"It is also possible to have a mask behind the mask."Why settle for a secret identity or wearing a mask, when you can let your secret identity have a secret identity and wear a mask under your mask? This can be done by individuals or organizations, and it can be done in a physical, social or metaphorical sense. Easily combined with a Gambit Pileup. Popular in the world of Ancient Conspiracy. Contrast Secret Identity Identity, where there's only one secret identity but it's becoming the person's real identity. Compare Second Super-Identity, when someone has more than one costumed identities A Riddle Wrapped in a Mystery Inside an Enigma and Infraction Distraction. If pretending to be the opposite sex in one layer is part of the deception it may involve Recursive Crossdressing. As a Reveal Trope, expect unmarked SPOILERS!
— Quirinus Quirrell, Harry Potter and the Methods of Rationality
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Anime & Manga
- Kakashi in Naruto is a literal case — he wears another mask under his mask.
- In Code Geass, Lelouch has three or four identities: Lelouch Vi Britannia, Lelouch Lamperouge, Zero, and the king of geass. The second series adds another identity, since there are two different Lelouch Lamperouge identities depending on who he says his real sibling is. People who are close to him, like Nunnally, Suzaku, and Milly might know two of the identities, but C.C. is the only other person who knows all of them. In the last five episodes, he complicates it further by pretending that Lelouch Vi Britannia is a monster. And like the Naruto example above, he wears a second, ninja-like mask underneath his iconic Zero helmet. Doesn't stop Shirley from seeing right through it, though.
- In Fullmetal Alchemist: The Sacred Star of Milos, Melvin Voyager, the escaped convict from Central Prison, reveals that he is actually Ashleigh Crichton, the long-lost brother of movie protagonist Julia Crichton. Except that he actually isn't; he is Julia and Ashleigh's family's old bodyguard Atlas, with Ashleigh's face grafted over his own as part of his Batman Gambit.
- Medabots: Hikaru Agata (Henry) with his two alter egos, the Phantom Renegade and Space Medafighter X. At one point Space Medafighter X's golden mask is cracked which reveals the white mask of Phantom Renegade. Note that Space Medafighter X's mask is EXACTLY THE SAME as the Phantom Renegades' mask, just with gold plating and different colored eyes. Yet nobody suspects a thing.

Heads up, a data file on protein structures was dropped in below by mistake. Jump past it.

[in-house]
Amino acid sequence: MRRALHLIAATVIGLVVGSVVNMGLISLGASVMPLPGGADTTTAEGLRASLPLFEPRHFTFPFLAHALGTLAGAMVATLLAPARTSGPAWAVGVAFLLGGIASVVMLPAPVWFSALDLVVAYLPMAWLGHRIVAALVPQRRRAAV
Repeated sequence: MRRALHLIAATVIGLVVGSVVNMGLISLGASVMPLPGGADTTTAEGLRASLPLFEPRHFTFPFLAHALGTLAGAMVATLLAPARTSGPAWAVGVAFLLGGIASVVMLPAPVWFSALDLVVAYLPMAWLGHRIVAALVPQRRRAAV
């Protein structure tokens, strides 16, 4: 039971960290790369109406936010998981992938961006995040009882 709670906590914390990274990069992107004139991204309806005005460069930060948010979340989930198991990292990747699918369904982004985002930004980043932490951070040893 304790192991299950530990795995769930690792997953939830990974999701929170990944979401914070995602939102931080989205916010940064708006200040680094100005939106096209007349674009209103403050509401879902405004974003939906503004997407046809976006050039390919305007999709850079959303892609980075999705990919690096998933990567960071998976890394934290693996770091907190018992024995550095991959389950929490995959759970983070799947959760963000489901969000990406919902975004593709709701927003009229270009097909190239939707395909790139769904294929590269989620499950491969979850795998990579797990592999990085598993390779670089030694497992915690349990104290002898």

- In Fairy Tail's Galuna Island arc, there is an Enigmatic Minion named Zolty, a middle-aged man always wearing a mask. At the end of the arc, after he'd revealed he was trying to take control of the Sealed Evil in a Can the rest of Lyon's team were trying to kill, Zolty takes off his mask in private. This face, which is neither out of the ordinary nor anyone we've seen before, is inconsequential because seconds later it turns out his entire appearance was a magical disguise used by someone who looks completely different—namely, Ultear, the young-adult woman we had seen was part of the Magic Council.
- In History's Strongest Disciple Kenichi the fight between Diego Carlo and Ma Kensei thoroughly parodies this trope. "Laughing Iron Fist" Diego has the fighting style of a luchador and so constantly wears a mask. During his fight with with Kensei he gets mad and rips off his mask to reveal another mask, that of the "Angry Iron Fist". When he is finally defeated by Kensei he takes off this mask in surrender, revealing that he is still wearing a domino mask underneath to protect his modesty. Kenichi's reaction at this point is along the lines of "... seriously?"
- In The Phantom, the secret leader of the jungle patrol is The Phantom itself — the masked superhero identity, rather than its mundane counterpart "Mr Walker".
- Daredevil: for a while, Matt Murdock pretended to also be his non-blind twin brother Mike, who everyone suspected was secretly Daredevil.
- Moon Knight sometimes did this. His original identity is Marc Spector, a onetime soldier of fortune trying to make amends. He also took on the Bruce Wayne-ish identity of financier Steven Grant and - to catch up with street level gossip - cab driver Jake Lockley. As part of his multiple personality psychopathy sometimes even he didn't know who the "real" person was under all the double- and triple-personalities.
- Twice in the Intercontinuity Crossover Batman vs. the Incredible Hulk Batman wears a Latex Perfection mask over his Batman cowl. Here's◊ one of them — he even manages to keep his extra long pointy bat-ears under the disguise. Batman has also used the same trick in older comics.
- In Superboy #107, Red Kryptonite makes Clark jealous of himself as Superboy. He proceeds to reveal his superpowers and starts doing his fantastic feats openly. Some out-of-town criminals who arrived in Smallville to kill Superboy with Green Kryptonite learn of this and make plans to strike Clark at his home. Eventually the Red K's effect wears off and Clark proceeds to extricate himself from the crisis via the trope◊. He makes up a story explaining that he knew that the criminals wanted to kill Superboy but didn't know when they'd strike, so he posed as Clark in cooperation with the Kents to force their hand.